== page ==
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Native Californian, biologist, wildlife conservation consultant, retired Smithsonian scientist, father of two daughters, grandfather of 4 small primates. INTJ. Believes nature is infinitely more interesting than shopping malls. Born 100 years too late.

Sunday, December 17, 2006

Ringtail exposes herself

The secret to getting these pictures of a ringtail might have been a crab dinner last week. The next morning Shirlee woke up saying, "Do I smell garbage?" Half asleep and not smelling anything, I assumed
the question was a gentle message. "No dear, that must be me."

When I started to brew the coffee I knew what she was talking about. A powerful stench was coming from under the sink. I moved the reeking crab shells to the garage, where I was doing a project, and the stink increased even more during the day. Something had to be done. We couldn’t wait until garbage collection day. That’s when I got the idea. I crushed the shells in a plastic bag, transforming them into a gooey paste. Crab potion #9.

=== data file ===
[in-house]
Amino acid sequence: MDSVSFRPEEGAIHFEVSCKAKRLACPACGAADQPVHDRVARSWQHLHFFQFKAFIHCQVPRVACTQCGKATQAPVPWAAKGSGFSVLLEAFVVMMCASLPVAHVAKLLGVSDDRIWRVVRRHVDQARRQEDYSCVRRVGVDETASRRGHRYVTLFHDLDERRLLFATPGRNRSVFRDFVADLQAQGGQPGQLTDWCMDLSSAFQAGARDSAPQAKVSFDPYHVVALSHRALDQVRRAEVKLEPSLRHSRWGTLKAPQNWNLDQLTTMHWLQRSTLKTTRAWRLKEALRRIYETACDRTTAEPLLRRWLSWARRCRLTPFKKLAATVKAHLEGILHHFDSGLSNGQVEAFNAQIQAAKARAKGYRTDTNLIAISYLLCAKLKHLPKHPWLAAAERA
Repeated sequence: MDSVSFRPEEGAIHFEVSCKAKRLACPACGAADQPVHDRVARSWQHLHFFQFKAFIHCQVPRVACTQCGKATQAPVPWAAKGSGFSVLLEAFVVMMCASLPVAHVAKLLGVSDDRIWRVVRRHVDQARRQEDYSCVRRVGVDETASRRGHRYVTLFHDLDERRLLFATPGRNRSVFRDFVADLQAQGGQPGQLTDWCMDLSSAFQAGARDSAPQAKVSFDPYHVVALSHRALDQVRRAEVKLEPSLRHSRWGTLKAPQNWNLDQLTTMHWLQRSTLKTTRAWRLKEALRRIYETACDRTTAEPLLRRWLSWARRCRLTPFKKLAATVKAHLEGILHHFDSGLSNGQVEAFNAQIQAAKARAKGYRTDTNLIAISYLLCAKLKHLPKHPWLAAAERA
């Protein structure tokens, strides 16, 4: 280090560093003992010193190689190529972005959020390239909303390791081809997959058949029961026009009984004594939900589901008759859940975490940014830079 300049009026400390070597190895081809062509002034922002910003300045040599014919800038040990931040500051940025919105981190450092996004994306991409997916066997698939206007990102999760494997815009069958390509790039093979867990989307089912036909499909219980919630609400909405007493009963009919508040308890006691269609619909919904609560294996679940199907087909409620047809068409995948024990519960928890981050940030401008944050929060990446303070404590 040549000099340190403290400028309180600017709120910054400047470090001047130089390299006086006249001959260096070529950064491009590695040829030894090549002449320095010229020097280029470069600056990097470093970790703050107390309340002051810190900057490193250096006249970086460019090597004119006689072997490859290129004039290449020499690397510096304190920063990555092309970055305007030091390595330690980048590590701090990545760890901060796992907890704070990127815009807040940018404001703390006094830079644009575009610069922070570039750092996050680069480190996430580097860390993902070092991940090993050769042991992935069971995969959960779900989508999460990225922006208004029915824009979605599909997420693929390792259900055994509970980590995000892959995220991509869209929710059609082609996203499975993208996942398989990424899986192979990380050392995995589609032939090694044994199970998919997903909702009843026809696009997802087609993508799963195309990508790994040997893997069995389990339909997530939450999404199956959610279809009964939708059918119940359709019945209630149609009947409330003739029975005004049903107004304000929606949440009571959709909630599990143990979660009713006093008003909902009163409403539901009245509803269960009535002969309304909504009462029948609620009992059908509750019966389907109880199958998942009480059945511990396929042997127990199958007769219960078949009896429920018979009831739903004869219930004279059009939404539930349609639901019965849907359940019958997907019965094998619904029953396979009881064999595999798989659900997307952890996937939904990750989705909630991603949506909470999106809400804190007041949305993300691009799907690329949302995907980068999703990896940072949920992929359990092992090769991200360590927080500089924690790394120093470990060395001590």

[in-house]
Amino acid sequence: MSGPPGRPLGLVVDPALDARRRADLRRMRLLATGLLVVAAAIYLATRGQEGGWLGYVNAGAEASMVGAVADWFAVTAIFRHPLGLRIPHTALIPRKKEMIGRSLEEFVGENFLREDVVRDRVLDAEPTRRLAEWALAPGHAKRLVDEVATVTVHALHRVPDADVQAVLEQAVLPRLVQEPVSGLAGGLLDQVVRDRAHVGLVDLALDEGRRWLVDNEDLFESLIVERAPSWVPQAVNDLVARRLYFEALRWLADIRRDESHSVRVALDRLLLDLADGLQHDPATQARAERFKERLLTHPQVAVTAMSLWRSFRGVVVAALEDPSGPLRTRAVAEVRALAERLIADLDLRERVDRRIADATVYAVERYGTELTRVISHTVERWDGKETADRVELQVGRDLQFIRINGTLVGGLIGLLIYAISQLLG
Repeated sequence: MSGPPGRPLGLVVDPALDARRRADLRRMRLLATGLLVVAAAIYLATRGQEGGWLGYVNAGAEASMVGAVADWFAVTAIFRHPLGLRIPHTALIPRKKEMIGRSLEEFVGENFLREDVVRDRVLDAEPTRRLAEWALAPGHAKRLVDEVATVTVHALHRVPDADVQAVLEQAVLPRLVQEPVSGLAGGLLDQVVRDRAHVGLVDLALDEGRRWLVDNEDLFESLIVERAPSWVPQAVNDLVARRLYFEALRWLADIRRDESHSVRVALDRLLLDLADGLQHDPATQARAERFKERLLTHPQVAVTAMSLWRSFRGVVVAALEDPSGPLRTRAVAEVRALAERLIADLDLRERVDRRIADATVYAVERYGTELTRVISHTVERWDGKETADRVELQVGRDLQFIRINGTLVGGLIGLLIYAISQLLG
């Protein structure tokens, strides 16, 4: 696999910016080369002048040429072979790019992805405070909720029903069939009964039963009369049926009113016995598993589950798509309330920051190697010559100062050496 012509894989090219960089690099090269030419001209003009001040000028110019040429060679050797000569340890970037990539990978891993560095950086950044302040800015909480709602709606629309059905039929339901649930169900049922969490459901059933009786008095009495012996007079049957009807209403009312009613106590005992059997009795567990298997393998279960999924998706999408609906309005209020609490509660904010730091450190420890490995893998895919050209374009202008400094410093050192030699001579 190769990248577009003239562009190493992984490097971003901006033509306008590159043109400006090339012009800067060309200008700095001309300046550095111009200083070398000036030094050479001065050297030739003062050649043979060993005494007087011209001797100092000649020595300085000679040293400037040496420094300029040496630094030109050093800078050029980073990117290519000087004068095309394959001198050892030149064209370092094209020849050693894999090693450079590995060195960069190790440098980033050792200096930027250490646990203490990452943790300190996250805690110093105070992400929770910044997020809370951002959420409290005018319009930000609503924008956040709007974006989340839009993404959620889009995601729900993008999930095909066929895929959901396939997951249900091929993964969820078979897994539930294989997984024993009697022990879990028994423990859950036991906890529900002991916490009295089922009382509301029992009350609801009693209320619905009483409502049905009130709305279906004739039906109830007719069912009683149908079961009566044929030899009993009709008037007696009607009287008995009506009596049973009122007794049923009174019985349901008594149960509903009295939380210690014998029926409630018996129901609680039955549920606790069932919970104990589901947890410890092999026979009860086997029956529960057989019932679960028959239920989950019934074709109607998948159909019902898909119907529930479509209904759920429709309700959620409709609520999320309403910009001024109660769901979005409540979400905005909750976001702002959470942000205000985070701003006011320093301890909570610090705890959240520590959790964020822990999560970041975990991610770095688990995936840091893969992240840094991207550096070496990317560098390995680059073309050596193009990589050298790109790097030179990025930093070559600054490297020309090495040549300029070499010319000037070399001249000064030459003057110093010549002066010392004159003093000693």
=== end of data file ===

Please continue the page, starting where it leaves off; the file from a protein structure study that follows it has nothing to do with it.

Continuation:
Late that afternoon I spooned the potion into some holes in an old cedar log where one of the cameras is set. Up to now the only visitors to this log had been a spotted skunk and mice, and I expected more pictures of the same. I was mighty pleased 24 hours later when I found this charming critter in 8 out of nine images!

I cropped the first shot, but the second one shows the full frame as she sniffs the tangy potion in the hole. After that she ate a bait mouse, but the camera was a little too close, and her head was partly out of the frame. Dang!

By the way, the ringtail plucked the mouse. There was a little pile of mouse fur at the foot of the log. As far as I know, that's a trait shared by cats, but not members of the raccoon family. No evidence that she sampled the potion, but it was still

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